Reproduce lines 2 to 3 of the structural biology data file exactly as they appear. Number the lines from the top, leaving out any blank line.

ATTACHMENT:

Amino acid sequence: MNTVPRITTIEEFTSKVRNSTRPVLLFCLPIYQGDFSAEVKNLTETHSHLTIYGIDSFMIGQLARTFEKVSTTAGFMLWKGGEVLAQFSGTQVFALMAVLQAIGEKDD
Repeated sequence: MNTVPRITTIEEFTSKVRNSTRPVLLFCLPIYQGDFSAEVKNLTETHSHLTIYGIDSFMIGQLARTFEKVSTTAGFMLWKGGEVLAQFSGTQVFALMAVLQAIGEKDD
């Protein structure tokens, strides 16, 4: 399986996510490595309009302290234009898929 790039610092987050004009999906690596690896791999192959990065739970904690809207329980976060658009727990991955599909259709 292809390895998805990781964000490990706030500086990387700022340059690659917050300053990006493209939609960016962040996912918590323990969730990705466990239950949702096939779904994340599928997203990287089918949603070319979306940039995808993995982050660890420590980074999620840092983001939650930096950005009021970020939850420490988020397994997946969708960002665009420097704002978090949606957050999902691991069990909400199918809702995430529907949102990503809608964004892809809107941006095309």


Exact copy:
Repeated sequence: MNTVPRITTIEEFTSKVRNSTRPVLLFCLPIYQGDFSAEVKNLTETHSHLTIYGIDSFMIGQLARTFEKVSTTAGFMLWKGGEVLAQFSGTQVFALMAVLQAIGEKDD
């Protein structure tokens, strides 16, 4: 399986996510490595309009302290234009898929 790039610092987050004009999906690596690896791999192959990065739970904690809207329980976060658009727990991955599909259709 292809390895998805990781964000490990706030500086990387700022340059690659917050300053990006493209939609960016962040996912918590323990969730990705466990239950949702096939779904994340599928997203990287089918949603070319979306940039995808993995982050660890420590980074999620840092983001939650930096950005009021970020939850420490988020397994997946969708960002665009420097704002978090949606957050999902691991069990909400199918809702995430529907949102990503809608964004892809809107941006095309």